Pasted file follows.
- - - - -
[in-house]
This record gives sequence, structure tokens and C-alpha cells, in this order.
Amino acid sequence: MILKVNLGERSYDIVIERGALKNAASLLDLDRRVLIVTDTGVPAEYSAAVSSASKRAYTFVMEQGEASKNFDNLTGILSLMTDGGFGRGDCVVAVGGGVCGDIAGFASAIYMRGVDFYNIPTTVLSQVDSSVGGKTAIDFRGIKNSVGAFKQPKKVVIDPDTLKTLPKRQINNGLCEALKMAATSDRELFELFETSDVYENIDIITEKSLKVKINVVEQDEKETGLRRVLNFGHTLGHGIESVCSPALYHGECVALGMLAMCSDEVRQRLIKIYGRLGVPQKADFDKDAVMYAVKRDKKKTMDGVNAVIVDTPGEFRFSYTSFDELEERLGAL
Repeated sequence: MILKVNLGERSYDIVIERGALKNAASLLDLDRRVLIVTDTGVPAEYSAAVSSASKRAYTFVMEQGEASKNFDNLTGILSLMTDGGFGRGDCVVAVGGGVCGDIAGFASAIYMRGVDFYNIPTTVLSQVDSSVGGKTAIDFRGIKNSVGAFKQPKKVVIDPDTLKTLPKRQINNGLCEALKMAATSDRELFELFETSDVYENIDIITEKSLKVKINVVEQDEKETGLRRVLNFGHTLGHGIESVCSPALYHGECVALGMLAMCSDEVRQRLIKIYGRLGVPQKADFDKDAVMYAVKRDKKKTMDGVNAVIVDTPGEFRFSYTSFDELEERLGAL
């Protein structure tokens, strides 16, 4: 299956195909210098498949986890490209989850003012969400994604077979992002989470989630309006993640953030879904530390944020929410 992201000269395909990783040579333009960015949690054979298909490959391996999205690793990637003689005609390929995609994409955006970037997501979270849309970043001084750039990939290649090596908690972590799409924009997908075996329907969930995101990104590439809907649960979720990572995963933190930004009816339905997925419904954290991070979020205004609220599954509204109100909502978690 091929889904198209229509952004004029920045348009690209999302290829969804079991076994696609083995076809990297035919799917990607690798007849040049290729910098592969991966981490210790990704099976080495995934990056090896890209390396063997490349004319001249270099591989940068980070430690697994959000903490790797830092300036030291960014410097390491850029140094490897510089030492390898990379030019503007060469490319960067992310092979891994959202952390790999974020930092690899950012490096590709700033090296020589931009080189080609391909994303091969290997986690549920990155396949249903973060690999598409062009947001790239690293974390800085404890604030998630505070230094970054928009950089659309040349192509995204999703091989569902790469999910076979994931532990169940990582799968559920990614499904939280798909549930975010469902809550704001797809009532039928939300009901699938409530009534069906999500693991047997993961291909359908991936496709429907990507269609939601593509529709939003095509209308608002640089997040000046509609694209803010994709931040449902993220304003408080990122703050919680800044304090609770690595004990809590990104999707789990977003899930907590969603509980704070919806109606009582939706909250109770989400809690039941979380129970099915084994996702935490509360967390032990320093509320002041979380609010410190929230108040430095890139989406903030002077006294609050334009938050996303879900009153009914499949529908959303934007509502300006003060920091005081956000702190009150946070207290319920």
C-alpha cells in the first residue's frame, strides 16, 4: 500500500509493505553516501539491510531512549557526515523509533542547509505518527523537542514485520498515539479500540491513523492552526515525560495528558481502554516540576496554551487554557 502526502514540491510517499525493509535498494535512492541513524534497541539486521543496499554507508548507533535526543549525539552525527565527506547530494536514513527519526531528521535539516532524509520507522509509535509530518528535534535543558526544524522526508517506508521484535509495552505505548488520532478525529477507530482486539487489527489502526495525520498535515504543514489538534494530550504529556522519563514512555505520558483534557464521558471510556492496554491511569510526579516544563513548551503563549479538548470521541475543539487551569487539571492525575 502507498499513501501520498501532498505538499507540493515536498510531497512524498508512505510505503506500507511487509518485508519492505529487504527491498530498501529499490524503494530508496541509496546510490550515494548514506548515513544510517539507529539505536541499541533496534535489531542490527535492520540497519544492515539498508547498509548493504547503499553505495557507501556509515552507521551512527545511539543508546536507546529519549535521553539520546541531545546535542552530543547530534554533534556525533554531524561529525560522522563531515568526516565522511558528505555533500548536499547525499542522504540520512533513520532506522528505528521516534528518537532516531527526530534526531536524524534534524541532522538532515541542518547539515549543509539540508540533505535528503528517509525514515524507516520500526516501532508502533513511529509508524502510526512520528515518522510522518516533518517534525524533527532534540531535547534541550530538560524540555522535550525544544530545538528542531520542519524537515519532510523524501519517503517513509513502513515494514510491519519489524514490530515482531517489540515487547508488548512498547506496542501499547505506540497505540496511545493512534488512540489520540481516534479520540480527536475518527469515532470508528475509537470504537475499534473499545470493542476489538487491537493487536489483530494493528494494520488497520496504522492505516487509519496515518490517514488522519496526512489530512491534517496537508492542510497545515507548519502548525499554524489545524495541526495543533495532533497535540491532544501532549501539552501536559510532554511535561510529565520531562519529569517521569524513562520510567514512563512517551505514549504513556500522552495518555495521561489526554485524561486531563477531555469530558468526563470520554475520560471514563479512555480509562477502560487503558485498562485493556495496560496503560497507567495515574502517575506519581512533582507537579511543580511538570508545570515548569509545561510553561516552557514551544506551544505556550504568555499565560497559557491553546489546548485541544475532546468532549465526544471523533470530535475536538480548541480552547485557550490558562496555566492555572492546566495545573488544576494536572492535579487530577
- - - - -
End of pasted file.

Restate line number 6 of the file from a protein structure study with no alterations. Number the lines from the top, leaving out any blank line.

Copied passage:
C-alpha cells in the first residue's frame, strides 16, 4: 500500500509493505553516501539491510531512549557526515523509533542547509505518527523537542514485520498515539479500540491513523492552526515525560495528558481502554516540576496554551487554557 502526502514540491510517499525493509535498494535512492541513524534497541539486521543496499554507508548507533535526543549525539552525527565527506547530494536514513527519526531528521535539516532524509520507522509509535509530518528535534535543558526544524522526508517506508521484535509495552505505548488520532478525529477507530482486539487489527489502526495525520498535515504543514489538534494530550504529556522519563514512555505520558483534557464521558471510556492496554491511569510526579516544563513548551503563549479538548470521541475543539487551569487539571492525575 502507498499513501501520498501532498505538499507540493515536498510531497512524498508512505510505503506500507511487509518485508519492505529487504527491498530498501529499490524503494530508496541509496546510490550515494548514506548515513544510517539507529539505536541499541533496534535489531542490527535492520540497519544492515539498508547498509548493504547503499553505495557507501556509515552507521551512527545511539543508546536507546529519549535521553539520546541531545546535542552530543547530534554533534556525533554531524561529525560522522563531515568526516565522511558528505555533500548536499547525499542522504540520512533513520532506522528505528521516534528518537532516531527526530534526531536524524534534524541532522538532515541542518547539515549543509539540508540533505535528503528517509525514515524507516520500526516501532508502533513511529509508524502510526512520528515518522510522518516533518517534525524533527532534540531535547534541550530538560524540555522535550525544544530545538528542531520542519524537515519532510523524501519517503517513509513502513515494514510491519519489524514490530515482531517489540515487547508488548512498547506496542501499547505506540497505540496511545493512534488512540489520540481516534479520540480527536475518527469515532470508528475509537470504537475499534473499545470493542476489538487491537493487536489483530494493528494494520488497520496504522492505516487509519496515518490517514488522519496526512489530512491534517496537508492542510497545515507548519502548525499554524489545524495541526495543533495532533497535540491532544501532549501539552501536559510532554511535561510529565520531562519529569517521569524513562520510567514512563512517551505514549504513556500522552495518555495521561489526554485524561486531563477531555469530558468526563470520554475520560471514563479512555480509562477502560487503558485498562485493556495496560496503560497507567495515574502517575506519581512533582507537579511543580511538570508545570515548569509545561510553561516552557514551544506551544505556550504568555499565560497559557491553546489546548485541544475532546468532549465526544471523533470530535475536538480548541480552547485557550490558562496555566492555572492546566495545573488544576494536572492535579487530577